WASHINGTON – For a moment, Congress had a chance to act on policing reform, mobilized by a national trauma and overwhelming public support. Now those efforts have stalled and seem unlikely to be revived in an election year.
It’s latest example of the ways hyper-partisanship and deepening polarization on Capitol Hill have hamstrung Congress’ ability to meet the moment and keep up with public opinion. As a result, police reform seems likely to join gun control and immigration as issues where Americans overwhelmingly support changes to laws that elected representatives are unable or unwilling to pass.
“In this moment, as it was with gun violence and immigration reform, we don’t know where the president really is," said Sen. Chris Coons, D-Del., who weeks ago was expressing skepticism that this time would be any different from prior failures. “If this were the first time we were in this situation, I’d be more hopeful," he said then.
The bipartisan outcry over the deaths of George Floyd and other Black Americans appeared to be a chance for Congress to reshape its reputation. Polls showed nearly all Americans in a favor of some measure of change to the criminal justice system, and both chambers moved quickly to draft legislation.
There were common elements in the House Democratic proposal and the Senate Republican bill, including a national database of use-of-force incidents by law enforcement and restrictions on police chokeholds. But efforts to bridge the divides that did exist in the bills quickly got bogged down in a debate over process, stirred an outcry among liberal activists and exposed again how little trust there is between the top Senate leaders Mitch McConnell, R-Ky., and Chuck Schumer, D-N.Y.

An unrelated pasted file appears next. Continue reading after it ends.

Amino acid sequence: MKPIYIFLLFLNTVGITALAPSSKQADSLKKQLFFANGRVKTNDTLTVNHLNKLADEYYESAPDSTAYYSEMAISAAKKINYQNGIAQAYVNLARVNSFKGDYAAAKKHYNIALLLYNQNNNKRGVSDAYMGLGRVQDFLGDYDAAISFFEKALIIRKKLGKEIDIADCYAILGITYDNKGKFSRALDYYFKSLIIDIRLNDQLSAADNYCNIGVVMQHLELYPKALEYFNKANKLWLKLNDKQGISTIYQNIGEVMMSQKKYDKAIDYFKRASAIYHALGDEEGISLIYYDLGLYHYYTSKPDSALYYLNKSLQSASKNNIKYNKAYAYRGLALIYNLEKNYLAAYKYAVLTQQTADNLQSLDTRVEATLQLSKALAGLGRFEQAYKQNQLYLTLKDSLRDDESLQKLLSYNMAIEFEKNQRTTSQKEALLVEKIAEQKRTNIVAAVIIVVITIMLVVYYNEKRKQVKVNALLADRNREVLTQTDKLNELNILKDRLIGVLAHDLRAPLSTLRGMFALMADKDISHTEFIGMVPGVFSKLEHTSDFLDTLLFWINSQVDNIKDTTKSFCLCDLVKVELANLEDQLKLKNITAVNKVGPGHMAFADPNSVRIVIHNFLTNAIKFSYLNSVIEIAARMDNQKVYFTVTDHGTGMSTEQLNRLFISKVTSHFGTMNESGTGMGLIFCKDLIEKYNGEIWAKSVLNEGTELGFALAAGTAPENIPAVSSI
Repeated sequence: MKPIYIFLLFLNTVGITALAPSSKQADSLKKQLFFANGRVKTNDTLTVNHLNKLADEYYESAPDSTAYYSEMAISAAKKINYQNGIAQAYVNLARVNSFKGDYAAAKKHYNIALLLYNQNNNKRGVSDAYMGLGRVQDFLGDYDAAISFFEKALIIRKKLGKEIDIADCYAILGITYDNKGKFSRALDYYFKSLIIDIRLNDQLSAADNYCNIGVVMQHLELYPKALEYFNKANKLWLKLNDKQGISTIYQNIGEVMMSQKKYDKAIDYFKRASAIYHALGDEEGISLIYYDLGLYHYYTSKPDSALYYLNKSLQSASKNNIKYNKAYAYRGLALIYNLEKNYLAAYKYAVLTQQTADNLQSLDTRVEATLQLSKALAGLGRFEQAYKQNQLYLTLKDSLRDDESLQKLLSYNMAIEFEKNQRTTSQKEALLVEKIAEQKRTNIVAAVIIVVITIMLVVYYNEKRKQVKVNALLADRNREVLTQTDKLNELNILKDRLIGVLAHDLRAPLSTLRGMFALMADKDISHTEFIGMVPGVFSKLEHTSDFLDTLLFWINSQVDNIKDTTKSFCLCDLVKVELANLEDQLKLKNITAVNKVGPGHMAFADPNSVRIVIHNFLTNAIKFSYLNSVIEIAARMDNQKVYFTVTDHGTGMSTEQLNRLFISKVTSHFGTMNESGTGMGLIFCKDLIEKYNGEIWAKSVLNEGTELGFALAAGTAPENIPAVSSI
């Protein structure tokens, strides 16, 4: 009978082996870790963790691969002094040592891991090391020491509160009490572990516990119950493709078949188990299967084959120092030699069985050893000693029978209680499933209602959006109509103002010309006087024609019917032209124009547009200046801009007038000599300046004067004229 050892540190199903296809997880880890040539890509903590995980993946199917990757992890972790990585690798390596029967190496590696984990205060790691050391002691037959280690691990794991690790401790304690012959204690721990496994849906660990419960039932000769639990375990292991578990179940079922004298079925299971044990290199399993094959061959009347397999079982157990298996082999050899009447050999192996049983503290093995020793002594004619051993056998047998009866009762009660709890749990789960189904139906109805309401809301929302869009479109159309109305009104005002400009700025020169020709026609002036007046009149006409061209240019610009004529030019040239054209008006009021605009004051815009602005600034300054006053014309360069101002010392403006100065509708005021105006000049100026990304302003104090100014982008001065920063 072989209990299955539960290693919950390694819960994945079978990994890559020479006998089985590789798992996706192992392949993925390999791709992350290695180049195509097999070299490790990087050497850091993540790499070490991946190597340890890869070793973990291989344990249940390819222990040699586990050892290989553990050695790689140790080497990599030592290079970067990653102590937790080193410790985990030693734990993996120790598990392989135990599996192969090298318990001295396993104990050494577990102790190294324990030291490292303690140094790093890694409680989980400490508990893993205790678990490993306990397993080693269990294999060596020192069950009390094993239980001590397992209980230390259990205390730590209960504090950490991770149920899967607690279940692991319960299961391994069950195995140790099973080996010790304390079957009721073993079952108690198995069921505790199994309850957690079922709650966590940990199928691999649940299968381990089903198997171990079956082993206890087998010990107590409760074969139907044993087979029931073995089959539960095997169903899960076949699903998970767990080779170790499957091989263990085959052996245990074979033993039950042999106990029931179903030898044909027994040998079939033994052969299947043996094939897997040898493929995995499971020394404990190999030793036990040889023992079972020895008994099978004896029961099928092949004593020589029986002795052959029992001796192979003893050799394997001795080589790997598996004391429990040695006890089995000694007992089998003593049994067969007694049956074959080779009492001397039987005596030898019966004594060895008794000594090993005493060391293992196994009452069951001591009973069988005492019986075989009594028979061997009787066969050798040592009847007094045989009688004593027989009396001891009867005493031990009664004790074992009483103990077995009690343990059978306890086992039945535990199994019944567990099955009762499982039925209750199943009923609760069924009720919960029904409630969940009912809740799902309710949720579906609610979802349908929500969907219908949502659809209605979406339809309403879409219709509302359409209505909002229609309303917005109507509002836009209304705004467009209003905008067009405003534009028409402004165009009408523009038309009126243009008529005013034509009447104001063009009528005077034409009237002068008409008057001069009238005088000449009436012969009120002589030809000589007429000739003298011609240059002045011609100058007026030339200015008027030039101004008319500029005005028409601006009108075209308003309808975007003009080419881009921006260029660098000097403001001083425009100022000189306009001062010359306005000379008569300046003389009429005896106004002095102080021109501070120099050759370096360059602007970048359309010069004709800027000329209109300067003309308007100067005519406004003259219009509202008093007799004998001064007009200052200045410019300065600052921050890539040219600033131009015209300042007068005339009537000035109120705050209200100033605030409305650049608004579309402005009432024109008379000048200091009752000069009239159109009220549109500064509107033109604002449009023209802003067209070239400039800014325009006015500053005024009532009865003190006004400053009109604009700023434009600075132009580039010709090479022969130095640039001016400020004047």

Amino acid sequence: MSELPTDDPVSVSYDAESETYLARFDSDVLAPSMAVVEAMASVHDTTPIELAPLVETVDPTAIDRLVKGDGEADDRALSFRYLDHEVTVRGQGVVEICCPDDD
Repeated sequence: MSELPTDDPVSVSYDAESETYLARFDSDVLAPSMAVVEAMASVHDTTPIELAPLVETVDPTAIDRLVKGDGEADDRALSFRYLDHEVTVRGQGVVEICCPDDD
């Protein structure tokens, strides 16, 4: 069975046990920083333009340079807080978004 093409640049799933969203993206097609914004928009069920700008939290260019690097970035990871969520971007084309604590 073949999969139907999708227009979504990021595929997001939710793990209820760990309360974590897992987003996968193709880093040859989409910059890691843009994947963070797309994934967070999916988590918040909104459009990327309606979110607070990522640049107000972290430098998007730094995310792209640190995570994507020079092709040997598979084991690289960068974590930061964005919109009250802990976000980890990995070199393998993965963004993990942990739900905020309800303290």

McConnell said Democrats refused to take him at his word that he was willing to negotiate over the final bill; Schumer and other Democrats said there was little in McConnell’s tenure as majority leader that suggests that’s true.
The swift rise and fall of prospects for police reform also underscored one of the harsh realities of modern American politics. Lawmakers are often driven more by the views of their parties’ hardliners than overall public opinion.
“The incentive structure is misaligned for compromise. That’s the reality of it. Members are more likely to be rewarded electorally for representing their base primary voters than for reaching out to voters in the middle,” said Michael Steel, who was a top aide to former House Speaker John Boehner. “The giants of yesteryear are remembered as such because voters rewarded them for successfully legislating. And that just seems to be less and less the case.”